Grimm, a GOP freshman who represents hard-hit Staten Island, already has been seeking support among fellow Republicans for a Sandy disaster aid package, reaching out in particular to lawmakers from states prone to being hit by hurricanes.
The Senate might pass as early as this week a $60.4 billion Superstorm Sandy recovery package, but it’s far from clear when and how House Republicans will respond to the emergency spending request.
With some GOP lawmakers calling for a smaller measure or spending offsets, House leaders have not settled on a strategy should the Senate send over the Sandy bill, which Democrats want to clear this month.
The Senate Democrats’ wide-ranging disaster package is built on a previously passed House spending bill (HR 1). That means House Republican leaders could seek a conference to try to create a compromise measure out of a Senate-passed bill, allowing for negotiations on many contentious items, including about $13 billion to be provided for long-term work intended to better prepare communities in the Northeast for future catastrophes.
The big question awaiting a final decision is whether to put a conference report for a Sandy supplemental on the floor by itself or wrap it into a larger measure that would also address the fiscal cliff, said Scott Lilly, a former Democratic staff director of the House Appropriations Committee. Speaker John A. Boehner, R-Ohio, may prefer to move a combination package, as he would only need to whip his caucus once on a tough vote in the weeks ahead.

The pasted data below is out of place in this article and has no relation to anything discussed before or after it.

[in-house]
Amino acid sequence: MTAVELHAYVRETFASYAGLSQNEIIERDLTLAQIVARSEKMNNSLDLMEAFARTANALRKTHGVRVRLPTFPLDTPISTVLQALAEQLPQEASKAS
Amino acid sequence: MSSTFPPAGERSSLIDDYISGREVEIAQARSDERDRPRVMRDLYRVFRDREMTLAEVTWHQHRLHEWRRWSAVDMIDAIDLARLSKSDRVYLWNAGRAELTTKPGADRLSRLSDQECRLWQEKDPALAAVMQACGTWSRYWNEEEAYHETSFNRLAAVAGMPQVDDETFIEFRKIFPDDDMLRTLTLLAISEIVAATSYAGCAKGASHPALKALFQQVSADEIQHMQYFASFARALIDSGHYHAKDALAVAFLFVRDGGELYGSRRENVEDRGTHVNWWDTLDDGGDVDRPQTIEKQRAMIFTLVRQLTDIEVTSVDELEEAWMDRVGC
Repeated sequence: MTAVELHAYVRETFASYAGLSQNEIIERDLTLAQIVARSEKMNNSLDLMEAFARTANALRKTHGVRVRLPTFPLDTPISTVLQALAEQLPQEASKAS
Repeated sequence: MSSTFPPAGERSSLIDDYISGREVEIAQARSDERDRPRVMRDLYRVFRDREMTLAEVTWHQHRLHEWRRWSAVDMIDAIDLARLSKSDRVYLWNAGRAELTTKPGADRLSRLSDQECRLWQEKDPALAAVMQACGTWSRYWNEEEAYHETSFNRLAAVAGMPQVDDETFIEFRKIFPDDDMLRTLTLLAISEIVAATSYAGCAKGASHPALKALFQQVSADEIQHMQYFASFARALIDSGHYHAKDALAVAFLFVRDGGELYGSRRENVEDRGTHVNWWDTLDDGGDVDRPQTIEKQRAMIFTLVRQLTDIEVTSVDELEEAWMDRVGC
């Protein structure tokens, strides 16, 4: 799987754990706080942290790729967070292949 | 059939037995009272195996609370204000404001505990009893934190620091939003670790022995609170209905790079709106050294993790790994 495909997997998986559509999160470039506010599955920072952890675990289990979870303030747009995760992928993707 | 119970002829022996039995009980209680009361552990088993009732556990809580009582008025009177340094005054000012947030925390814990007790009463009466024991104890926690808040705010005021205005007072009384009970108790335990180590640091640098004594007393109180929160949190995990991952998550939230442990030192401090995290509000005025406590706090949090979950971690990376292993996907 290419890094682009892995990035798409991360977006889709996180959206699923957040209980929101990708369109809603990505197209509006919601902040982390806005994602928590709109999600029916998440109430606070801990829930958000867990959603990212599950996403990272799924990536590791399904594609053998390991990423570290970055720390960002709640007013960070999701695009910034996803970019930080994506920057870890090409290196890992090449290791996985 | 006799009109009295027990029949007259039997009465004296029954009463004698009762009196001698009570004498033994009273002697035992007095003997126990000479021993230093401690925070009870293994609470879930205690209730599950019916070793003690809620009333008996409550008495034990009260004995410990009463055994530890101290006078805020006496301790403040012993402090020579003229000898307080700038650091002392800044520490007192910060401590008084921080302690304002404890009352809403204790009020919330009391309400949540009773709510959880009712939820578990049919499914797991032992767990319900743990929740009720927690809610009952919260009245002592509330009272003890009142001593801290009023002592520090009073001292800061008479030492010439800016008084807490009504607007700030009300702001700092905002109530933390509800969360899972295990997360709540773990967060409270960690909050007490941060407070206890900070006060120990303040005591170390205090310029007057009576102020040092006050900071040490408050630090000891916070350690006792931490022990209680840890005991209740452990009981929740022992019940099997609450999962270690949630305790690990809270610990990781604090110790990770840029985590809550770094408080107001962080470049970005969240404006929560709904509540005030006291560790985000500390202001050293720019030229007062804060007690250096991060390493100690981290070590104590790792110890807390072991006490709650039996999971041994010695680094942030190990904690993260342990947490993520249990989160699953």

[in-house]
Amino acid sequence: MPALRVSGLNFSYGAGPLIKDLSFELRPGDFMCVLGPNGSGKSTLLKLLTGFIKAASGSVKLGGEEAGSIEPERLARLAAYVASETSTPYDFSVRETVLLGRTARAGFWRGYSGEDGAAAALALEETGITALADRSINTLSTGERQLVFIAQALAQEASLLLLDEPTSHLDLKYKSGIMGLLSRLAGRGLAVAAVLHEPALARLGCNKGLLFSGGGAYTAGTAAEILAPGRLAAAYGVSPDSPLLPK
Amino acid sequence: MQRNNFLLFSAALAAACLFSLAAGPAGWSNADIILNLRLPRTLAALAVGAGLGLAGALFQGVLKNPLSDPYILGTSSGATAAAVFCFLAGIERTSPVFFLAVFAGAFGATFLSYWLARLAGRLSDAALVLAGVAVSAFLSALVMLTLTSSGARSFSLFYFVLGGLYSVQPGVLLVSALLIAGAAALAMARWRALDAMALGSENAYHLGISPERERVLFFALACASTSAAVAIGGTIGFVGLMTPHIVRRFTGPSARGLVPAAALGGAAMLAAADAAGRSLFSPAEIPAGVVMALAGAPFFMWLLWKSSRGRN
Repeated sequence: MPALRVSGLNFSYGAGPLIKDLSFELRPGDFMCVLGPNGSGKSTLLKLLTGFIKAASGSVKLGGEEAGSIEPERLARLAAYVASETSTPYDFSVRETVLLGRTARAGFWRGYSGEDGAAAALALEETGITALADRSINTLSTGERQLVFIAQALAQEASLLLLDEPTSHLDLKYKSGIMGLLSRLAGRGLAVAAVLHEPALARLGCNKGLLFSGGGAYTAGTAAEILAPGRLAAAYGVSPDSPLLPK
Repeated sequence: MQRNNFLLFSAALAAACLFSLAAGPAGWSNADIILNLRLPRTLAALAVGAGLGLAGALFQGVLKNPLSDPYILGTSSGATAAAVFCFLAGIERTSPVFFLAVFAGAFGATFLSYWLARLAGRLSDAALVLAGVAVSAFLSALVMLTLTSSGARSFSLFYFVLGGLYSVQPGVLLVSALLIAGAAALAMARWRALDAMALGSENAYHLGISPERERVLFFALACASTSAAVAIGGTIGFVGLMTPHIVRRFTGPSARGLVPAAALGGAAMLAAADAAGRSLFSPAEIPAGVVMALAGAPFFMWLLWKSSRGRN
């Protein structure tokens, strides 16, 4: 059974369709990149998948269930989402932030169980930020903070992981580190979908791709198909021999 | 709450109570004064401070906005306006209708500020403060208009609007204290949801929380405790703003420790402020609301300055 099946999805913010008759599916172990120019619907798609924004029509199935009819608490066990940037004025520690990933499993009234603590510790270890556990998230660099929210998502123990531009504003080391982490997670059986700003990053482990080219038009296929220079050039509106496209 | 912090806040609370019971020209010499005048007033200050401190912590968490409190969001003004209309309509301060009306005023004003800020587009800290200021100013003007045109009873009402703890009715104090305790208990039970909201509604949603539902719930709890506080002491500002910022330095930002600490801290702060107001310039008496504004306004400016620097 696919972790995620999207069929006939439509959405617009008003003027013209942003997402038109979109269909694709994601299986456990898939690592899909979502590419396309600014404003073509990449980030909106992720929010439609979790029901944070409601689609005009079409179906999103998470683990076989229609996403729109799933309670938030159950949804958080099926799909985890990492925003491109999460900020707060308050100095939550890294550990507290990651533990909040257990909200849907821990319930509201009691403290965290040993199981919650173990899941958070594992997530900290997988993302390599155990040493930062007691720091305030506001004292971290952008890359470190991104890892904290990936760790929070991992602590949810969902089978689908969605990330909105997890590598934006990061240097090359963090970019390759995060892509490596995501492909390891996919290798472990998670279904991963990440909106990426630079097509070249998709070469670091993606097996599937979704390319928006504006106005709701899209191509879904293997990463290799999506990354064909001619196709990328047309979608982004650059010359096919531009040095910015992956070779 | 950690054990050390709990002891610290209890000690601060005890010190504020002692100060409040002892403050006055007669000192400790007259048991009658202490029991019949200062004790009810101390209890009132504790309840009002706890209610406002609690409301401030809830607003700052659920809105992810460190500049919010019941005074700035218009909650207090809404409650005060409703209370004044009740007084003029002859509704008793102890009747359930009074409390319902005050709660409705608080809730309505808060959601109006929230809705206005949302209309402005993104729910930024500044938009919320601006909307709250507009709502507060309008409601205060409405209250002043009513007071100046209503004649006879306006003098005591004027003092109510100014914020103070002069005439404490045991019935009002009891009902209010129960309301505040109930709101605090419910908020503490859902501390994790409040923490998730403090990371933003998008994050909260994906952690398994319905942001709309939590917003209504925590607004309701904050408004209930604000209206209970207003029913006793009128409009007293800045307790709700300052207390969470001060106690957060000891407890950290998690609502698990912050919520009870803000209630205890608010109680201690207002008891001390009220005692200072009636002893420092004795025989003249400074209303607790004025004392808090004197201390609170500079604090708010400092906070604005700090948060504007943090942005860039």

“It just seems to me that Boehner isn’t going to want to use up chits to pass a supplemental” by itself, said Lilly, a senior fellow at the Center for American Progress.
Senate Democrats appear confident they can find the needed seven GOP votes to move the measure this week. Majority Leader Harry Reid, D-Nev., moved Dec. 13 to begin consideration of the measure, with work on the measure to start Monday. Reid could allow senators to freely offer amendments, or seek to block them through a procedure known as filling the tree. Reid may seek a cloture vote to bring consideration of the bill to an end, which requires 60 votes.
Many Republicans have expressed reservations about the scope of the Sandy bill, which would add $11.5 billion to the Federal Emergency Management Agency’s Disaster Relief Fund, the program used to help in the immediate aftermath of catastrophes, and line up funding for transportation and reconstruction projects.
Although criticism of the bill has been muted, several Republicans say they want to see spending cut in other areas to make up for some of the new expenses related to Sandy. The Senate bill does not include such offsets.
“I am going to be open-minded,” Johnny Isakson of Georgia, a conservative Republican, said last week. “They have had a difficult time in New Jersey, and a difficult time in New York, but we have a disaster of a budget process right now, which is exacerbated by the fact that we have only got about $5 billion left in the fund for disasters.”
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